Sam Mamet's recent newsletter from the Colorado Municipal League gave statistics on page 5 which I wish to share with you. The sentences below are from the CML newsletter and are also found in the Local Affairs report:

New foreclosure filings rose to 11,136 in our state during this years first quarter and that's up 6%. 2010 first quarter total for foreclosure sales at auction was highest since the third quarter of 2007. Driving the large number of foreclosure sales were the record-high totals of new foreclosure filings experienced during the second and third quarter of last year.

Since the first quarter of 2009, foreclosure filings have fallen in Adams, Denver, El Paso and Larimer Counties. Mesa County reported the largest increase among metropolitan counties during the first quarter with new filings increasing 126.9%.

Weld reported the highest foreclosure rate among all metropolitan counties with 178 households per foreclosure sale at auction during the first quarter. There were 192 households per foreclosure sale in Adams County, and 234 households per foreclosure sale in Arapahoe County. In Denver County, there were 329 households per foreclosure sale.

Boulder County reported the lowest foreclosure rate among metropolitan counties with 605 households per foreclosure sale during the first quarter of this year.

Many Colorado families are being helped to avoid foreclosure by calling the Colorado Foreclosure Hotline.

So thanks, Sam Mamet, for helping inform us on foreclosures in Colorado. For the full report visit Bet you are going to make a mistake on this one.

So things seem to be looking better, unless you are a family which is in foreclosure.

Tuesday, June 1, 2010

In his magnificently probing book, The Gutenberg Galaxy, Marshall
McLuhan asks readers to probe the following question: "What will be the
new configurations of mechanisms and of literacy as these older forms of
perception and judgment are interpenetrated by the new electronic age?"
With the rise of TV and the Internet we are seeing the new configurations which for establishments and institutions almost seem to twist into gargoyles and grotesques.

In his next book, Understanding Media, McLuhan predicted way back in the
1960's that television would change politics in America forever. He
prophesied that television would eventually diminish the power of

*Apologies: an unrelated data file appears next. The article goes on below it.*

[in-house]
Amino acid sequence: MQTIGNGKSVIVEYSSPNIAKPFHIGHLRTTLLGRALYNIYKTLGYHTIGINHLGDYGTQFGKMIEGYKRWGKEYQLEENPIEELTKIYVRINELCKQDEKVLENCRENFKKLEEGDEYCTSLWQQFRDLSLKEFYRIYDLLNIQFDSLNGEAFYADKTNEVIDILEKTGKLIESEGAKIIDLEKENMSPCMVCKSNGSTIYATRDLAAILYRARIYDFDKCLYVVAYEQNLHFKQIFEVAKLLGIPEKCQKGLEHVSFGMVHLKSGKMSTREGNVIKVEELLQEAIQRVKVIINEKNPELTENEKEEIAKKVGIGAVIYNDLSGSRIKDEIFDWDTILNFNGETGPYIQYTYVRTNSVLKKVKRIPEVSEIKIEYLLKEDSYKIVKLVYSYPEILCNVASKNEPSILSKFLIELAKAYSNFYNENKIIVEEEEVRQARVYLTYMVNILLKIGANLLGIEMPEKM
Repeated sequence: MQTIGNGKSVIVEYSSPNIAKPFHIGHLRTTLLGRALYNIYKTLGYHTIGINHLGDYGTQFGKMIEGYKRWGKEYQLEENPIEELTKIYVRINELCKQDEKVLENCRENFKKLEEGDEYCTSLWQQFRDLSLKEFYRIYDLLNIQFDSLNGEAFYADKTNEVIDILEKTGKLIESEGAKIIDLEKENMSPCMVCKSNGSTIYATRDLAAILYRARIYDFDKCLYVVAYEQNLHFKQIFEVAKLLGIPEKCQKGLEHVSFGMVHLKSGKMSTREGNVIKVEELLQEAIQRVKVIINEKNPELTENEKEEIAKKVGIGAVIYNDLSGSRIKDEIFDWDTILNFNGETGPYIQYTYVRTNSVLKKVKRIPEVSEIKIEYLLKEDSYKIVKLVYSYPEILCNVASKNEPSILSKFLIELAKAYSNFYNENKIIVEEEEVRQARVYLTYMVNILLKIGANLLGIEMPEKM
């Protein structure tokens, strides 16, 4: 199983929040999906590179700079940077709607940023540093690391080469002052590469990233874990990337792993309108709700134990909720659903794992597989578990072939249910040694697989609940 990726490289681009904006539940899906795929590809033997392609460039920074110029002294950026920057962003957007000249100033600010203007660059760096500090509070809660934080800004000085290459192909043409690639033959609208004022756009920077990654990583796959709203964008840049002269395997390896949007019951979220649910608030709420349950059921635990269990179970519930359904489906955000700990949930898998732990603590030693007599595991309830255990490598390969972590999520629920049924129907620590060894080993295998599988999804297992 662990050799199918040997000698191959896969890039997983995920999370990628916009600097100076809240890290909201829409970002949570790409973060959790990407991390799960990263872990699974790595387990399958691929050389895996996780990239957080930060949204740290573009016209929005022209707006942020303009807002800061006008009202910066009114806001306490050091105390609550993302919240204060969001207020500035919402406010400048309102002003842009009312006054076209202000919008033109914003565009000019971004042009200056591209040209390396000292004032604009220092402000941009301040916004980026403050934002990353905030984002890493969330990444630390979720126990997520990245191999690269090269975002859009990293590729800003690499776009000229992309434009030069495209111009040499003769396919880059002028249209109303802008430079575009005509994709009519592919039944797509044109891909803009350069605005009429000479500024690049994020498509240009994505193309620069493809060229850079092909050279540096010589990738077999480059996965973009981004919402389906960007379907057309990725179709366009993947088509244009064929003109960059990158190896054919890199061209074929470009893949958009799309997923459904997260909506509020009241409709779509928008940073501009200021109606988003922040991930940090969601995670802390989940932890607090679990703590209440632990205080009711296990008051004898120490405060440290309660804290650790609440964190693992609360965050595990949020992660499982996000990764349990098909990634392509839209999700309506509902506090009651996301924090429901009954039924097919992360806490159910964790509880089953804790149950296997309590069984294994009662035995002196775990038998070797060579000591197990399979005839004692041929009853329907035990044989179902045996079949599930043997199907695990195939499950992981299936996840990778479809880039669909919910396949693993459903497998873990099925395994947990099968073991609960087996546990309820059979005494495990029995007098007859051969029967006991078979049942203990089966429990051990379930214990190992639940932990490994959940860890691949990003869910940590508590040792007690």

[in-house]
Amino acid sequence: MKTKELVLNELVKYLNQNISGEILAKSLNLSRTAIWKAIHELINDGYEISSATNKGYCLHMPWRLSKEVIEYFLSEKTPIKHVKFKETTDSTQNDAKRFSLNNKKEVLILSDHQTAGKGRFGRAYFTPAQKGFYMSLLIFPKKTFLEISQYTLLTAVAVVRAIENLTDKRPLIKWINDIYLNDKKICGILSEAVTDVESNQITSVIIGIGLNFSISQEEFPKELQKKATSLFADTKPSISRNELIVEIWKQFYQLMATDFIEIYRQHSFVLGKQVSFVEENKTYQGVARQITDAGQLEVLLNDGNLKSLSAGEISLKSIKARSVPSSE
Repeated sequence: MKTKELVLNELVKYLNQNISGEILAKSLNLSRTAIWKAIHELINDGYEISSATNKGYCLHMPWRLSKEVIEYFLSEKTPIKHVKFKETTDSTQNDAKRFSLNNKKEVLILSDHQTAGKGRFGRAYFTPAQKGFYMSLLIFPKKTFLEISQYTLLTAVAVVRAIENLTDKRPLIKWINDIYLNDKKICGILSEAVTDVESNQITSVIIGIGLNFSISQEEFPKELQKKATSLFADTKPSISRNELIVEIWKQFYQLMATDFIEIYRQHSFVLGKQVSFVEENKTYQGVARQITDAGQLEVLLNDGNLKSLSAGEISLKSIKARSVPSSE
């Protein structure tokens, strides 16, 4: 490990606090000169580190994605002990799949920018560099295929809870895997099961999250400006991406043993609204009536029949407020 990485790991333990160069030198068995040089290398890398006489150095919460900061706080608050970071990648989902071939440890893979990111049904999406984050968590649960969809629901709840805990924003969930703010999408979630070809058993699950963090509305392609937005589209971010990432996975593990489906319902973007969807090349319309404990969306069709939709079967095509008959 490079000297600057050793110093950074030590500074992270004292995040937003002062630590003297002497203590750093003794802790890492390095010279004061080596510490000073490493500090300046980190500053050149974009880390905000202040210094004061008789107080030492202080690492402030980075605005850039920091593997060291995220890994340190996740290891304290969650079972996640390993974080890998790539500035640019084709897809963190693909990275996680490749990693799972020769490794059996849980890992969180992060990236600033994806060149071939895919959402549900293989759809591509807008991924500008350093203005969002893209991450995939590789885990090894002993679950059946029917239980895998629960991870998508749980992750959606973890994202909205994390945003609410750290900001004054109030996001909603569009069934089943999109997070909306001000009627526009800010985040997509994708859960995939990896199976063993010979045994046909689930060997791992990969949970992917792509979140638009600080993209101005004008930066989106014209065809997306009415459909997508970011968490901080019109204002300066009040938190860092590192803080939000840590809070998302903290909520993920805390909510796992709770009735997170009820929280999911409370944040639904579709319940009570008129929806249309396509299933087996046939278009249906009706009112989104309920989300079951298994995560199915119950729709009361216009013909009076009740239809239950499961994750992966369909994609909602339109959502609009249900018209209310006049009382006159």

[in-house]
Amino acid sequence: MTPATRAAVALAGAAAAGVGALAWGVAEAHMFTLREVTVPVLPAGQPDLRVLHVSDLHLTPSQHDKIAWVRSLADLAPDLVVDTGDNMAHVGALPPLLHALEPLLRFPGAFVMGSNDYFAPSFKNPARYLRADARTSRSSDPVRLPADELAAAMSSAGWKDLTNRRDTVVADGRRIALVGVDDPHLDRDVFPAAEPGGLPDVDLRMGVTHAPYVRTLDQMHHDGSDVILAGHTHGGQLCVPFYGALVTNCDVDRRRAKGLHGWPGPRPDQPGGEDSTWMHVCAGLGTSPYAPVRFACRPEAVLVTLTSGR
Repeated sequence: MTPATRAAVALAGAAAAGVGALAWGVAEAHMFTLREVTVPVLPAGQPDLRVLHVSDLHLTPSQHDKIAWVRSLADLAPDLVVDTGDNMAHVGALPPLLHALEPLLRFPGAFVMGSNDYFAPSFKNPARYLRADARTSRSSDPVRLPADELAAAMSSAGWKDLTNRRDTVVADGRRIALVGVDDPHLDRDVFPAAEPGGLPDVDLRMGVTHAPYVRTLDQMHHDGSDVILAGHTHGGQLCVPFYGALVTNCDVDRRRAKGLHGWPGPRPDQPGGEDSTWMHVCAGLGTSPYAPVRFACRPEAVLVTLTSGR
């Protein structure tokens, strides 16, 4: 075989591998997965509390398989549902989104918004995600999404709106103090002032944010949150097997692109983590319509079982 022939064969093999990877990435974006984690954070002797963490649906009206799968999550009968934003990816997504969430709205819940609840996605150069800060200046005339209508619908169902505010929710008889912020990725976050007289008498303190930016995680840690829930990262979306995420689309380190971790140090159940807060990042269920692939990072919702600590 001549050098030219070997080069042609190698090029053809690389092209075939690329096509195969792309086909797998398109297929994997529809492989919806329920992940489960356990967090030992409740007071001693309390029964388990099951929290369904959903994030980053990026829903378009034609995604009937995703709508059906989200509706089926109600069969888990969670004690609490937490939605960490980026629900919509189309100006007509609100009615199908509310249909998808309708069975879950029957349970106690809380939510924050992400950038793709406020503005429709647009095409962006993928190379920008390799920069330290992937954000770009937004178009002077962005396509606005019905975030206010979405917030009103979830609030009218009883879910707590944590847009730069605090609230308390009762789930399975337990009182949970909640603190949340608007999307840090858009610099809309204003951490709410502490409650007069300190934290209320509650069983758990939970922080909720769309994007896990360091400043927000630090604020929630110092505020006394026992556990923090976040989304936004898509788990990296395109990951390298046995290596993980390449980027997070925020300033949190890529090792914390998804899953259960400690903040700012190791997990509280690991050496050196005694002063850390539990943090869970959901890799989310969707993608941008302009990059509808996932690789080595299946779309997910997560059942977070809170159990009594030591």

partisan party bosses in America. Voters no longer needed the
recommendation of party as to whom to vote for because candidates could
come into everyone's living room on the TV screen. Candidates bypassed
the party bosses and talked to voters directly, electronically. He
foretold that TV would eventually push people away from voting the
"party line."

I can remember people actually calling Dolores Dickman, our North Denver
Democratic Captain, asking for her marked official Democratic sample
ballot so they knew whom she recommended for the primaries. That showed
true party discipline. And if one of the committee people did not hand
out the sample ballots before election, voter turnout was diminished in
that particular precinct. This trend reflected the truth of the
communication theory which says: "Lack of information equals
uncertainty." Without their sample ballots, like the cell phone user in
the TV spot talking with his girl friend: "Was it something I said?
Did she hang up?" The phone's battery could have simply died and
perhaps she did not hang up, but the lack of information led the caller
to great angst and romantic uncertainty. And uncertain voters often
stayed home.

The Internet dragon breathes fear and trembling among China's government
officials. Like church officials after Gutenberg's press the church
could no longer control the messages to the faithful. They now had
their own copy of scripture.

China's current leaders do not know it yet, but the Internet has
transformed its blossoming online population, now over 400 million, into
one big buzzing national electronic caucus. The Colorado based DaVinci
Institute, which analyzes media future trends reports that China's
Internet has morphed its society into a national digital forum where
citizens can communicate and "express their opinions in a way rarely
seen in a country where traditional media are under strict government
control." They don't know it, but it is too late for the party bosses
to try to stop Internet communication. Even Chairman Mao couldn't put
the toothpaste back in the tube.

We can see the trend away from party discipline in the Colorado
primaries this year. Andrew Romanoff top-lined 60-40% Michael Bennet at
the Colorado Democratic State Convention last week. Democratic
establishment from President Obama down through Gary Hart had endorsed
Bennet. Dan Maes, the anti-establishment candidate top-lined the GOP
establishment Scott McGinnis, not by many points, at the Republican
State Convention the same weekend. In earlier times, in a print
culture, top-line designation by the party assemblies and conventions
meant more to the party faithful than it does today. Top-line
designation could mean up to 10% of a vote. Newspaper endorsements mean
less now due to the electronic media. Remember the embarrassment
suffered by Ken Salazar in his senate bid? Salazar had the Democratic
Party establishment behind him, but Mike Miles, the unknown candidate, a
fiery gargoyle, edged him out and got top line from the party rank and

"Politics: the only game for adults." Dolores Dickman